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Music doesn't understand national borders. It can't be so easily constrained. Music grows, it travels, and it resonates. Traditions, sounds, styles all interconnect. The modal music that Ross Daly explores almost seems to exist outside time, weaving strands from so many parts of the world and combining past, present, and future together in gliding, mesmerizing melodies. He'll be bringing that beautiful musical magic to New England on his tour in April.

"Modal music – music that's based around tones or modes rather than Western scales – covers a region that stretches from the north west of Africa to west China," Daly explains. "All of those areas have things in common, and they're all constantly changing and evolving."

Daly is a master of the Mediterranean lyra, a bowed fiddle that also has more than a dozen sympathetic strings. He's spent his life exploring the possibilities and connections in modal music, recording and performing all over the globe as well as hosting the annual Labyrinth musical workshop in his home village of Houdetsi on the island of Crete.

He's lived there since 1975, drawn to the place as part of a musical odyssey that began when he was just thirteen years old.

"I'm of Irish descent, born in England and raised everywhere," Daly recalls. "I studied classical music when I was young, but once I was in my teens and heard Indian and Iranian music everything changed. I went to India and Afghanistan and studied the sitar and rabab. On the way I passed through Crete and fell in love with the lyra and the music. I came back in 1975 and stayed. Some things in life grab you; Crete and its music did that for me."


In 1982 he began Labyrinth, which started as a very loose collective, a study group delving into the modal music of different traditions.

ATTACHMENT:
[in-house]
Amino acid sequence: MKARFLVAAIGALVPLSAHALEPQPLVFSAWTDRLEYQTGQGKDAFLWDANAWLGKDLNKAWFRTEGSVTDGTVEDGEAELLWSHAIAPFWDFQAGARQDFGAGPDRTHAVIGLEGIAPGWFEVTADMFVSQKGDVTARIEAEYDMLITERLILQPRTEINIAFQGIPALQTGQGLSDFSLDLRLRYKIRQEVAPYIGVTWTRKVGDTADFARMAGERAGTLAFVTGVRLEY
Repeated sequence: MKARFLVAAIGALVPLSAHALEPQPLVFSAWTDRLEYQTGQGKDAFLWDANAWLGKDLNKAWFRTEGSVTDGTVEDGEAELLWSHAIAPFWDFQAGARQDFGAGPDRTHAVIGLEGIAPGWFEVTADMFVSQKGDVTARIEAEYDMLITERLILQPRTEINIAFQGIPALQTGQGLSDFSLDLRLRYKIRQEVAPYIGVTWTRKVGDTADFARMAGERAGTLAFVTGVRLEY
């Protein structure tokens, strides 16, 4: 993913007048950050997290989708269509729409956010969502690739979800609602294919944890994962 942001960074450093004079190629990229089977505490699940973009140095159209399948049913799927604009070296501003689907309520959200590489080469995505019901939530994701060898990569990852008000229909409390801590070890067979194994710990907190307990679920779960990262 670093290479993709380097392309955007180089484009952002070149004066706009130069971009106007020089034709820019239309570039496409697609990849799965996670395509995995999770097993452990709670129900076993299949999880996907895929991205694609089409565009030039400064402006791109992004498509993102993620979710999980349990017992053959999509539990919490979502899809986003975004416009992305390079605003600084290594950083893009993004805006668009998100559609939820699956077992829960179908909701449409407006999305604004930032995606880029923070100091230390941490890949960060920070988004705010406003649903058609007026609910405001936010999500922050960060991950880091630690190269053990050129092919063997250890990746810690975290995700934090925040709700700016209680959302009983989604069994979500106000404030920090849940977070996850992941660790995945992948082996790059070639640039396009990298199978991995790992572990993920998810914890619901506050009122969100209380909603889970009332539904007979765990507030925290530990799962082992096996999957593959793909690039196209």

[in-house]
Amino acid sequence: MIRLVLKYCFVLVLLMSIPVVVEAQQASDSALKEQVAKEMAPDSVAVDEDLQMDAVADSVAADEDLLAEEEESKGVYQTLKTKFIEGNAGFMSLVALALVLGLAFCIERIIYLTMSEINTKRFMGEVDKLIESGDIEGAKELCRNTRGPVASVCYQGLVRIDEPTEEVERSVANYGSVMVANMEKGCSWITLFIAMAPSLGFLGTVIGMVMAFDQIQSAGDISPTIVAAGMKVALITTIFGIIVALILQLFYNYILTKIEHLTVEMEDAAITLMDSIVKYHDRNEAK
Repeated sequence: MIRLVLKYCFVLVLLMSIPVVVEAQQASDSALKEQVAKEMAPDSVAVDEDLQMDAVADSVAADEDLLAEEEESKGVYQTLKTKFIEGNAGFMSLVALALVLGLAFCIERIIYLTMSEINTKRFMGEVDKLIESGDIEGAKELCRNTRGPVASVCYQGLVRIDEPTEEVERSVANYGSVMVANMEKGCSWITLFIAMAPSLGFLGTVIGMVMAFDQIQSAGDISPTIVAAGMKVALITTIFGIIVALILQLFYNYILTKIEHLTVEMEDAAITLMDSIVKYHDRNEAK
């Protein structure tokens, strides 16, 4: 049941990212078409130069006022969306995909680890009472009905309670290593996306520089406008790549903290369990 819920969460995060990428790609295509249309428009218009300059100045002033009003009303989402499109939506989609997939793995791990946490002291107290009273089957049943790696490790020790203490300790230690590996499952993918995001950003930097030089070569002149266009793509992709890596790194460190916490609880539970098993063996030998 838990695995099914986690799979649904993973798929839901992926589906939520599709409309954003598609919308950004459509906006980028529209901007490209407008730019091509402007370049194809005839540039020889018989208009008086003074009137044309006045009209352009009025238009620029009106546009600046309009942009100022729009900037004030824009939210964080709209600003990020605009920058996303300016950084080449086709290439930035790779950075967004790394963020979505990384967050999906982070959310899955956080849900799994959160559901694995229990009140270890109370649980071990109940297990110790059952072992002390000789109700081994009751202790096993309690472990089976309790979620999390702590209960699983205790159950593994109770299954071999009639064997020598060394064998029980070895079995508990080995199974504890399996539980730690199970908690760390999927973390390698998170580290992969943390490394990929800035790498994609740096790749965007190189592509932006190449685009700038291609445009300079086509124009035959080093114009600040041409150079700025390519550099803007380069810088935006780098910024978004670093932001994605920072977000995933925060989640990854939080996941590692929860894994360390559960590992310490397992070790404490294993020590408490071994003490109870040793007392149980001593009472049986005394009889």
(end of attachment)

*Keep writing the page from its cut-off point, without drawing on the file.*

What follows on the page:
"We'd invite people to come and play," Daly remembers. "It developed into a group called Labyrinth, then a production company, and extended to an annual music school." After some years in Athens, the Labyrinth Musical Workshop moved back to Crete, hosting students who wanted to study modal music and traditions. "A village is better than a city for this, everything's in walking distance. We began with one-week seminars, everyone living together."

Lyra virtuoso Kelly Thoma was a musician who attended the Labyrinth workshops. Now Daly's wife, she'll accompany him on the four-date tour through Massachusetts, Maine, and Vermont, as will bassist/percussionist Michael Harrist and tanburi Tev Stevig. For the April 7 concert in Boston the quartet will be accompanied by Orkesta Marhaba. It's hardly his first time in the U.S.; Daly's a regular visitor, playing dates here almost every year. His most recent appearance was at New York's Carnegie Hall in 2015.

Although he's deeply versed in many modal traditions, these days Daly plays what he calls 'contemporary modal music.'

"My earlier recordings were a mix of original music and traditional pieces that I arranged," Daly says. "But I've always been drawn to composition, so in recent years the work on the albums has all been my own. I can construct my own strange point of view."

He's amassed a large catalogue of music over time, a remarkable total of 38 albums, with 2014's The Other Side his most recent release. Along the way he's also developed a generous ethos about his work.

"Everything except the latest one is available free from my website," Daly notes. "It's not as if I expect to make money from them. Once the newest one has earned enough for us to go back into the studio, that will be free, too."

"There's a way to belong but not to be a native," Daly says. "I live outside a national identity and that's always been a great advantage; I can feel at home anywhere."

Daly and Thoma will be in Brattleboro at the Hooker-Dunham Theatre on Sunday, April 10 at 4 p.m. Tickets are $12 in advance at or $15 at the door. The theater is located at 139 Main St., Brattleboro.